The Flyer is a longstanding name in the Genesis lineup and the latest model takes the form of a fully be-fendered winter training wagon.
I spent much of October through December riding the Flyer, taking in some long days out as well as using it for commuting, clocking up just shy of 600km on the bike.
Overall, I found the ride of the Flyer to be quite neutral and the bike is happiest plodding along at an average pace for many hours at a time.
It’s no standout descender or a spritely climber, but a predictable ride is no bad thing on a fixed gear bike that’s most likely to be used for winter riding, training and commuting.
The frame is constructed from Genesis’ own Mjolnir double-butted steel tubing. This isn’t the most lively ride compared to higher end steel bikes I’ve ridden but is perfectly acceptable for a £750 bike.
The frame is well equipped and easy to live with, with two bottle bosses, mounts for mudguards front and rear and semi-sloping dropouts. The dropouts are a particularly nice touch — track ends may look classy, but semi-sloping dropouts make it far easier to remove the rear wheel with mudguards fitted.
The finish of the bike is not astounding. The bike is a delightful shade of teal and the debossing under the paint is kind of cool, but the edges around this aren’t that nicely finished, with visible bubbles and gaps. This may seem like nitpicking, but it’s the sort of thing that would annoy me no end if I’d spent £750 on a bike.
The wheels are a fairly standard affair, with old-school looking boxy 32 hole rims from Jalco that are laced to a set of cheap but perfectly serviceable Quando hubs that spin on cup-and-cone bearings.
The 32 spoke wheelset is hardly the lightest, but it stood up to a fair amount of abuse during my test period.
It’s a small thing, but I did manage to mar the stock track nuts — even when using my lovely Runwell spanner — on the wheels with alarming ease. As such, I’d recommend spending a couple of quid replacing the stock ones with something a little hardier. You don’t want to be stranded by the side of the road with stripped nuts!
The ride quality of the 28mm wide Clement (now Donnelly) Strada LGG tyres is excellent. You hardly have many chances to go full-moto-GP-knee-down on a fixed gear, but the tyres never faltered in the corners, were puncture free throughout the test period and handled gravel detours with ease. Plus they’re tan wall, so what’s not to love?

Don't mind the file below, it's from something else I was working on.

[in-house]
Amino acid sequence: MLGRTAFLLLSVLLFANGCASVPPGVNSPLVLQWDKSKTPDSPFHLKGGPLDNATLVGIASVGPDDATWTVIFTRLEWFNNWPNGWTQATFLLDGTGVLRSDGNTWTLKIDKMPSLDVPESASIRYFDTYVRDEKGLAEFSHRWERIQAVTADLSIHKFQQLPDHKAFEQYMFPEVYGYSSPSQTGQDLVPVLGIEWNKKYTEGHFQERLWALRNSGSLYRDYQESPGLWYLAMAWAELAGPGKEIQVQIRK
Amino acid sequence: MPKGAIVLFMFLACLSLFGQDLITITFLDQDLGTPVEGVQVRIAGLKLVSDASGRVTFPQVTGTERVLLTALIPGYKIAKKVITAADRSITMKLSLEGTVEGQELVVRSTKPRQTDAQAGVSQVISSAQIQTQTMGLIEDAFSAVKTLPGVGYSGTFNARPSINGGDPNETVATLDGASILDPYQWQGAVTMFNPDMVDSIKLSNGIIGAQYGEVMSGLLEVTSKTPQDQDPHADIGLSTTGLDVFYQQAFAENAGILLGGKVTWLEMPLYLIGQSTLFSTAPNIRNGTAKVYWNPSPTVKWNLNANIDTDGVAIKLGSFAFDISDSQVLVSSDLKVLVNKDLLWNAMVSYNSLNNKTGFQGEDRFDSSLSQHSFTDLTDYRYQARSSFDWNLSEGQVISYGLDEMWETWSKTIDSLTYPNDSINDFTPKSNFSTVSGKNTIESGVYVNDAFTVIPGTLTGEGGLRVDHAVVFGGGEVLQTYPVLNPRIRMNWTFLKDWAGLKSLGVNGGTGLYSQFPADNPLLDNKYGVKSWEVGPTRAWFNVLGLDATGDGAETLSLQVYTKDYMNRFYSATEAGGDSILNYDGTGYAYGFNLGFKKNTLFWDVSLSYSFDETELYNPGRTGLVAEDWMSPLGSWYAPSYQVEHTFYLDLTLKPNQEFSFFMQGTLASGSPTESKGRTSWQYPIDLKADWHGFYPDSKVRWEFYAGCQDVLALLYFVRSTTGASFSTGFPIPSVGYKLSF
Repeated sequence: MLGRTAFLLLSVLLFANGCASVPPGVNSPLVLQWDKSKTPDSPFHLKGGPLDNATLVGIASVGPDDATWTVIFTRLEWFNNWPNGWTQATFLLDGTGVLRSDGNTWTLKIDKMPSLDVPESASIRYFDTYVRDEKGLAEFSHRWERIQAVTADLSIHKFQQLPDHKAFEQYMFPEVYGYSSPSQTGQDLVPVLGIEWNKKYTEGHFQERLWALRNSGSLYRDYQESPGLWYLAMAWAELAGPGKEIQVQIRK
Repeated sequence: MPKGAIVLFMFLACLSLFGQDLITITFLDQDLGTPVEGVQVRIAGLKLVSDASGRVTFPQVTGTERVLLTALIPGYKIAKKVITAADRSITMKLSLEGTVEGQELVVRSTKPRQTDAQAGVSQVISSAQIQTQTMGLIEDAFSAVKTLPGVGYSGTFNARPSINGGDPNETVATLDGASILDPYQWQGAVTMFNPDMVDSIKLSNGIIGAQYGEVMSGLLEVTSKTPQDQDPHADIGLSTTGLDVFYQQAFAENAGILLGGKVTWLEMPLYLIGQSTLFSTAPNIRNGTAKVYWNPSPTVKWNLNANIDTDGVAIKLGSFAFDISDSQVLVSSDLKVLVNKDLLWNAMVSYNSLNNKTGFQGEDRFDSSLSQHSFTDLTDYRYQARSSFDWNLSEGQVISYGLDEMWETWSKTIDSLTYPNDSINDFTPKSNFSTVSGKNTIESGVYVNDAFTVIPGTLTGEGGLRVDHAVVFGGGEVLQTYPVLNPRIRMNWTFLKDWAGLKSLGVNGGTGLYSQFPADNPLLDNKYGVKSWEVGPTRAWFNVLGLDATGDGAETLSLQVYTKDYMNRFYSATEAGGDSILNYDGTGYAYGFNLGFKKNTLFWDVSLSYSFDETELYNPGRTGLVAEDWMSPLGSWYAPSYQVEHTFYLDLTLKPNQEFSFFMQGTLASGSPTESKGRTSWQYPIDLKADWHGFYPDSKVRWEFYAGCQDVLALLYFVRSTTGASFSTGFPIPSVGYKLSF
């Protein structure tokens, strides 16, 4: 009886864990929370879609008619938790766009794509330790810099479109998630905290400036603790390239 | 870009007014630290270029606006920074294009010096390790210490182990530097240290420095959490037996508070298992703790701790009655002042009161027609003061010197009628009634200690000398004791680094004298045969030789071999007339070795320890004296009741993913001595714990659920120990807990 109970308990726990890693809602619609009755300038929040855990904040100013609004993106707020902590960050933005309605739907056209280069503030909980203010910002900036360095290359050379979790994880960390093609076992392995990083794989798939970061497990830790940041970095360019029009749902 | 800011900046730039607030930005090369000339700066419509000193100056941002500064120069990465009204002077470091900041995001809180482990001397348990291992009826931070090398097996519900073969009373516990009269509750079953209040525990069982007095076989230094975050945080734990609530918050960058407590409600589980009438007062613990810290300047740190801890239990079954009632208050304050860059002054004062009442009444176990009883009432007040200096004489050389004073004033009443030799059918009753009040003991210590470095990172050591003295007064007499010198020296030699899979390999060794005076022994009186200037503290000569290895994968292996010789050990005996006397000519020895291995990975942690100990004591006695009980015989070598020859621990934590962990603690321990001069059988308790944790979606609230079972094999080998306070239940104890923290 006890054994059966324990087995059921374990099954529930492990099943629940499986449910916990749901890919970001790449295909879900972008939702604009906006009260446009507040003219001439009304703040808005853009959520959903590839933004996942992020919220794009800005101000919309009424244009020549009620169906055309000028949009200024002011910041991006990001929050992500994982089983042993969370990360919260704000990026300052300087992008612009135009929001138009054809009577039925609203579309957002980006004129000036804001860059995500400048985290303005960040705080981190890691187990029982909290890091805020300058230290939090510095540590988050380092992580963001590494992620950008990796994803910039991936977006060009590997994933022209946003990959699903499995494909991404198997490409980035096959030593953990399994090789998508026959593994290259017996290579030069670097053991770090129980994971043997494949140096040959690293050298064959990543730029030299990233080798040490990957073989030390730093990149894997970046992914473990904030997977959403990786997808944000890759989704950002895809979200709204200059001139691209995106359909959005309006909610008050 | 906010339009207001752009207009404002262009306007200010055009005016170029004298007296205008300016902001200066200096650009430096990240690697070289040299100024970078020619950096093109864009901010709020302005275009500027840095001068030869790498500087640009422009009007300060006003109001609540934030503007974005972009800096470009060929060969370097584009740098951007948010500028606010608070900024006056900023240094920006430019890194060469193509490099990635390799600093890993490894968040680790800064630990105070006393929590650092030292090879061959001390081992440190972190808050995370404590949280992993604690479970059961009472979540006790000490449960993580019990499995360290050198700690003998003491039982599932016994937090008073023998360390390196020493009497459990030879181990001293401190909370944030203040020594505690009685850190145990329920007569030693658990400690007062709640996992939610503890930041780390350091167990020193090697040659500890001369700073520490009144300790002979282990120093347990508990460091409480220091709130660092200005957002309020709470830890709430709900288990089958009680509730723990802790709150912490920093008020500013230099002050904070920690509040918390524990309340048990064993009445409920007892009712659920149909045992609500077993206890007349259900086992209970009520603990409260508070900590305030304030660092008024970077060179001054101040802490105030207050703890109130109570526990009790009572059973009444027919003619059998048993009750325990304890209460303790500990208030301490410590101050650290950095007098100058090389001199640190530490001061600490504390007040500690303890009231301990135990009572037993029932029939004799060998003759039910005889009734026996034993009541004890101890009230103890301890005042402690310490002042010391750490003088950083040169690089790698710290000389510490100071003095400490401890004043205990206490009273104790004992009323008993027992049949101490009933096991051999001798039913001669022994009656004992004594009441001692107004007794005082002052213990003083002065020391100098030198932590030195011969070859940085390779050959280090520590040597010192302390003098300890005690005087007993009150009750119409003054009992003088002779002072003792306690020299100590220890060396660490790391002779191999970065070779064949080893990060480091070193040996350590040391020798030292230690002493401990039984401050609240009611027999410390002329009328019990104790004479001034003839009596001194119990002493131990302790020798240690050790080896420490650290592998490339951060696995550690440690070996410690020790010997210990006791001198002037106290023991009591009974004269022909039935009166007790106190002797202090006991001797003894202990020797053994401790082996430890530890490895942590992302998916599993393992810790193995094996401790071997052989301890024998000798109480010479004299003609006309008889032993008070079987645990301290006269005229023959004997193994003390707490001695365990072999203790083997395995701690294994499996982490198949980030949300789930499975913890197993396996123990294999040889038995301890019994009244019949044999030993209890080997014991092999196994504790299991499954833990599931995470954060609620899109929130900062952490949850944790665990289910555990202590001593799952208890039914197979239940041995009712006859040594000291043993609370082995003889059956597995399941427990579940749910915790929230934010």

I reckon you could probably squeeze 30mm tyres onto the bike without the mudguards, but I feel more generous clearances would be welcome on the Flyer because it would improve the versatility of the bike.
I ran the bike fixed for the majority of my test period. However a spec issue at the factory meant that the bike shipped with a 17t 1/8in cog, which was incompatible with the Flyer’s 3/32in drivetrain.
Genesis is aware of this issue, so if you’ve ordered a Flyer and it’s shipped with an incompatible cog, get in touch with your local dealer to out a replacement.
The short amount of time I spent riding the bike with the freewheel before a compatible fixed cog arrived was hassle free. However, a cursory spin of the freewheel before I sent the bike back revealed that it was sounding quite rough after a few months of being sprayed with grit and grime.
I didn’t have the chance to open up the freewheel, but I suspect a strip down and lubing of the internals with a thick, high-quality wet lube would do the world of good.
I was delighted to see that Genesis ships the Flyer with a set of proper full-cover mudguards that are fitted with generously long mudflaps. These did a wonderful job of keeping me and the bike clean and add to the value of the bike.
Sadly, both of my mudguards cracked during the test period. However, this is a known QC issue with this particular batch of mudguards and, like the fixed cog, Genesis has a stock of free replacements at hand.
I really didn’t get on well with the ultra-compact bars on the Flyer.
Personal preference, of course, plays a part here, but the hoods of the Promax BL-253 levers are small in the first place and matching them with the compact bars means you have next to no space to move about.
The super short drops and tiny hooks also mean that unless you have particularly small phalanges your hands get very smooshed up.
Genesis Flyer conclusion
I really enjoyed my time on the Genesis Flyer, but the spec isn’t astonishing for the money and a few spec choices let the bike down.
If you can pick the bike up at a discount or get it through a Cycle to Work scheme, it presents better value for money, but at full RRP I think your money could probably be better spent elsewhere.
|Available Sizes||XS S M L XL|
|All measurements for frame size tested||L|
|Head Tube (cm)||10|
|Frame size tested||L|
|Top Tube (cm)||57.9|
|Seat Tube (cm)||54|
|Brake Levers||Promax BL-253|
|Chainring Size (No of Teeth)||42|
|Rims||Jalco DRX20, 32H|
|Bottom Bracket||Prestine PT-6621 68-113mm|
|Rear Tyre||Clement Strada LGG 700x28c|
|Rear Hub||KT DJ3R|
|Handlebar||Genesis alloy, 125mm drop, 70mm reach|
|Front Tyre||Clement Strada LGG 700x28c|
|Front Hub||KT D66F|
|Frame Material||Genesis MjÖlnir Seamless Double-Butted Cromoly|
|Fork||Genesis carbon road|
|Cassette||Dicta 17T freewheel|
|Bottom-bracket drop (cm)||7.2|